Labradors often suffer from exercise induced collapse, a syndrome that causes hyperthermia, weakness, collapse, and disorientation
after short bouts of exercise.
Labradors like to eat, and without proper exercise can become obese. Laziness also contributes to this. Obesity is a serious condition
and can be considered the number one nutritional problem with dogs. A study shows that at least 25% of dogs in the United States
are overweight. Therefore Labradors must be properly exercised and stimulated. A healthy Labrador can do swimming wind
sprints for two hours, and should keep a very slight hourglass waist and be fit and light, rather than fat or heavy-set. Obesity can
exacerbate conditions such as hip dysplasia and joint problems, and can lead to secondary diseases, including diabetes.
Osteoarthritis is common in older, especially overweight, Labradors. A 14 year study covering 48 dogs by food manufacturer Purina
showed that Labradors fed to maintain a lean body shape outlived those fed freely by around two years, emphasising the importance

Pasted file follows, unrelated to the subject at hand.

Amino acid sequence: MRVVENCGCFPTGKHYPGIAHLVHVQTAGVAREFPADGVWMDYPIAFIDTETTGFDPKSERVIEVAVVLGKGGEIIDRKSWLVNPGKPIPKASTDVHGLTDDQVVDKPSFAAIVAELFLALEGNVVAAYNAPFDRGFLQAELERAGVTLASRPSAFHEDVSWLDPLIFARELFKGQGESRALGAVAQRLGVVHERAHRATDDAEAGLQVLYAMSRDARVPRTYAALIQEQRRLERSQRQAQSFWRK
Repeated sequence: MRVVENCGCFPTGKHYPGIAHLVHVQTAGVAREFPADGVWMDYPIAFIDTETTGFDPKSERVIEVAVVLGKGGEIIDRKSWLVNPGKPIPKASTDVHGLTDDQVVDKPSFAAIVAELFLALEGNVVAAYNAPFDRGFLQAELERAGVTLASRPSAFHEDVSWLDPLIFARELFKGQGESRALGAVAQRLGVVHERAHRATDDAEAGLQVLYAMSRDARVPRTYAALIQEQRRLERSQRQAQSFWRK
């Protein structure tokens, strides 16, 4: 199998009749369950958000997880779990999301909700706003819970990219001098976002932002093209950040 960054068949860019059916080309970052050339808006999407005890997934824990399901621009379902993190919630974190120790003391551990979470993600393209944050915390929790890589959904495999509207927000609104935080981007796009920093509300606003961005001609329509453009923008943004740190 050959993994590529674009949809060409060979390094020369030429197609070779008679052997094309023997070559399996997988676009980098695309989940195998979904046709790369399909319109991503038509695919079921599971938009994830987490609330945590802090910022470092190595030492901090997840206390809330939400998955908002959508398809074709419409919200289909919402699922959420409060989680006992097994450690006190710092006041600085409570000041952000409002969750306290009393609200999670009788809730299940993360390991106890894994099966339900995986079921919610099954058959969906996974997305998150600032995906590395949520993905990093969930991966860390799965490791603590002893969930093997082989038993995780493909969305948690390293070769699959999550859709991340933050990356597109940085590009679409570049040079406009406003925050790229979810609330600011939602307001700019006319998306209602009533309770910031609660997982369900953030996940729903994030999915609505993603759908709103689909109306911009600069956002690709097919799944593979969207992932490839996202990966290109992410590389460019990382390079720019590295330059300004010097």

of not over-feeding. Labradors should be walked twice a day for at least half an hour.
39. Dictionary: 1. Inherited disorders – наследственные нарушения 2. Hereditary myopathy – наследствення миопатия 3. Osteoarthritis - остеоартрит 4. Laziness - лень 5. Aid - Помощь 6. AutismDICTIONARY:
1. INHERITED DISORDERS –
2. HEREDITARY MYOPATHY –
3. OSTEOARTHRITIS - ОСТЕОАРТРИТ
4. LAZINESS - ЛЕНЬ
5. AID - ПОМОЩЬ
6. AUTISM - АУТИЗМ
7. THERAPY - ТЕРАПИЯ
8. SCREENING - СКРИНИНГ, ОТБОР,
9. LAW ENFORCEMENT –
10. AGENCY –
11. RABIES - БЕШЕНСТВО
12. QUARANTINE - КАРАНТИН
13. DEMISE - ВЫМИРАНИЕ
14. LUXATING PATELLA –
ВЫВИХ КОЛЕННОЙ ЧАШЕЧКИ
15. OBESITY - ОЖИРЕНИЕ
40. Russian Wolfhound.RUSSIAN WOLFHOUND.
Weight: 34 - 48 kg. (male); 27 - 41 kg. (female)
Contents in the apartment: suitable, but needs
Lifespan: 10 - 12 years
Growth: Male: 75-85 cm
Female: 68-78 cm
Ruslan’s Dog =========================
The borzoi, also called the Russian wolfhound (Russian: Руу́ сская псовая борзая), is a breed of domestic dog (Canis lupus familiaris). Descended from
dogs brought to Russia from central Asian countries, it is similar in shape to a greyhound, and is also a member of the sighthound family.
The system by which Russians over the ages named their sight hounds was a series of descriptive terms, not actual names. "Borzói" is the masculine
singular form of an archaic Russian adjective that means "fast". "Borzáya sobáka" ("fast dog") is the basic term used by Russians, though "sobáka" is
usually dropped. The name "Psovaya" derived from the word Psovina, which means "wavy, silky coat", just as "Hortaya" (as in Hortaya Borzaya)